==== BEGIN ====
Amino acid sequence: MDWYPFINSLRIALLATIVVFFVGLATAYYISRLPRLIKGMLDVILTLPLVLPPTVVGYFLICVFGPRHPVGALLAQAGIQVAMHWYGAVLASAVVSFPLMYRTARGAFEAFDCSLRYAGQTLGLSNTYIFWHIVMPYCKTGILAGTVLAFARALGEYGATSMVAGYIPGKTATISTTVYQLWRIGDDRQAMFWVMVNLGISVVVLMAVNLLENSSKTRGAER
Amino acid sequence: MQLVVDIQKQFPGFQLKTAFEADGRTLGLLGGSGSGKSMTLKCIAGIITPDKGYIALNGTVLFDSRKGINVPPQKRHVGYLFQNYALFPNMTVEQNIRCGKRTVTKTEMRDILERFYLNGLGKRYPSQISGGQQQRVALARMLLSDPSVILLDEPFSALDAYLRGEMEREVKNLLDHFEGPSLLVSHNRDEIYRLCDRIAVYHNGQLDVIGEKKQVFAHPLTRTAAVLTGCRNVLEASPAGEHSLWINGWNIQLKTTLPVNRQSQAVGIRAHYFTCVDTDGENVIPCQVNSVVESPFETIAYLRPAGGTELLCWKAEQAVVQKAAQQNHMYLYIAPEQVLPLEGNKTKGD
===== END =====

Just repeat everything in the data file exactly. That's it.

Amino acid sequence: MDWYPFINSLRIALLATIVVFFVGLATAYYISRLPRLIKGMLDVILTLPLVLPPTVVGYFLICVFGPRHPVGALLAQAGIQVAMHWYGAVLASAVVSFPLMYRTARGAFEAFDCSLRYAGQTLGLSNTYIFWHIVMPYCKTGILAGTVLAFARALGEYGATSMVAGYIPGKTATISTTVYQLWRIGDDRQAMFWVMVNLGISVVVLMAVNLLENSSKTRGAER
Amino acid sequence: MQLVVDIQKQFPGFQLKTAFEADGRTLGLLGGSGSGKSMTLKCIAGIITPDKGYIALNGTVLFDSRKGINVPPQKRHVGYLFQNYALFPNMTVEQNIRCGKRTVTKTEMRDILERFYLNGLGKRYPSQISGGQQQRVALARMLLSDPSVILLDEPFSALDAYLRGEMEREVKNLLDHFEGPSLLVSHNRDEIYRLCDRIAVYHNGQLDVIGEKKQVFAHPLTRTAAVLTGCRNVLEASPAGEHSLWINGWNIQLKTTLPVNRQSQAVGIRAHYFTCVDTDGENVIPCQVNSVVESPFETIAYLRPAGGTELLCWKAEQAVVQKAAQQNHMYLYIAPEQVLPLEGNKTKGD